From Soviet Psychology to the Present
The critique of psychoanalysis in Soviet Marxist philosophy and psychology was predicated on the secondary role of the unconscious and hence of ‘psychics’, in the construction of the social subject. Key studies such as Voloshinov’s Freudianism (1976) and Marxism and the Philosophy of Language (1929) and Leontiev’s Activity and Consciousness (1977), insisted that what functions as lack and alienation in psychoanalysis are in fact socio-economic categories and hence prone to dissolution under communism, having no stable ontology of their own. Consequently, the unconscious is simply that part of consciousness, which has not yet acquired awareness; indeed consciousness is nothing but an assemblage of socio-cognitive activity and labour, and therefore precisely an extension of social production. This classical mode of Marxist argumentation was subject to severe critique in the 1970s such as Lyotard’s Libidinal Economy (1974), Guattari’s Machinic Unconscious (1979) and Castoriadis’s The Imaginary Institution of Society (1975). In these texts desire and the unconscious were claimed as the irretrievable force of capitalism’s libidinal and phantasmatic nature. Meanwhile Lacan’s critique of philosophy’s reliance on consciousness in the 1960s was even stricter, calling the transparently rational subject a fatal error of philosophy. What, therefore, is left of the Soviet Marxist critique of psychoanalysis? This symposium will explore this question, specifically through a discussion of subjectivity and the social function of language, from these two drastically opposed standpoints.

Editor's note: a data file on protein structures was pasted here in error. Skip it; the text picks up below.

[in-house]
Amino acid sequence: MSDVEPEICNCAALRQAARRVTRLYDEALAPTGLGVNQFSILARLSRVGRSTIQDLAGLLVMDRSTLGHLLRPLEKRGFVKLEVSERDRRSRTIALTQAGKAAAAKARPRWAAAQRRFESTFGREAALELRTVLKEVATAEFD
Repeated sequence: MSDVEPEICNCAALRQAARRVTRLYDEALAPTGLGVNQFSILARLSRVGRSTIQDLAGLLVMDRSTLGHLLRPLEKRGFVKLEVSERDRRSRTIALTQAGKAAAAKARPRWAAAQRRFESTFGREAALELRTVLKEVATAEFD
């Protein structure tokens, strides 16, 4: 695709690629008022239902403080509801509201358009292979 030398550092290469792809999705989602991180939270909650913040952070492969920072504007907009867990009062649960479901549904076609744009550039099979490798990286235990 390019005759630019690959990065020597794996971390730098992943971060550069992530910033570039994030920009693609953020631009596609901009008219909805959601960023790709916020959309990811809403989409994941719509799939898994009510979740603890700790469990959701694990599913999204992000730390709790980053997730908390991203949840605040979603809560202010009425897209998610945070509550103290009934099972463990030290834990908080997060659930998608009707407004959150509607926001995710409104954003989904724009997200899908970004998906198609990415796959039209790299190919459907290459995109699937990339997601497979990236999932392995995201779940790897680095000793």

Samo Tomsic obtained his PhD in philosophy at the University of Ljubljana, Slovenia, and is currently research associate at the cluster of excellence Matters of Activity as well as guest lecturer at the Institute for Cultural History and Theory, both at the Humboldt University Berlin. His research areas comprise continental philosophy, psychoanalysis, structuralism and epistemology. He is the author of The Capitalist Unconscious: Marx and Lacan (Verso, 2015) and, most recently, The Labour of Enjoyment. Toward a Critique of Libidinal Economy (August, 2019).
Keti Chukhrov is ScD in philosophy, an associate professor at the Department of Сultural Studies at the Higher School of Economics (Moscow). Currently she is a Marie Sklodowska Curie fellow in UK. She has authored numerous texts on art theory and philosophy. Her full-length books include: To Be—To Perform. ‘Theatre’ in Philosophic Critique of Art (European University, 2011), and Pound & £ (Logos, 1999) and a volume of dramatic writing: Merely Humans (2010). Her forthcoming book deals with the communist epistemologies in the Soviet Marxist philosophy of 1960s and 1970s.
Centre for Philosophy and Critical Thought
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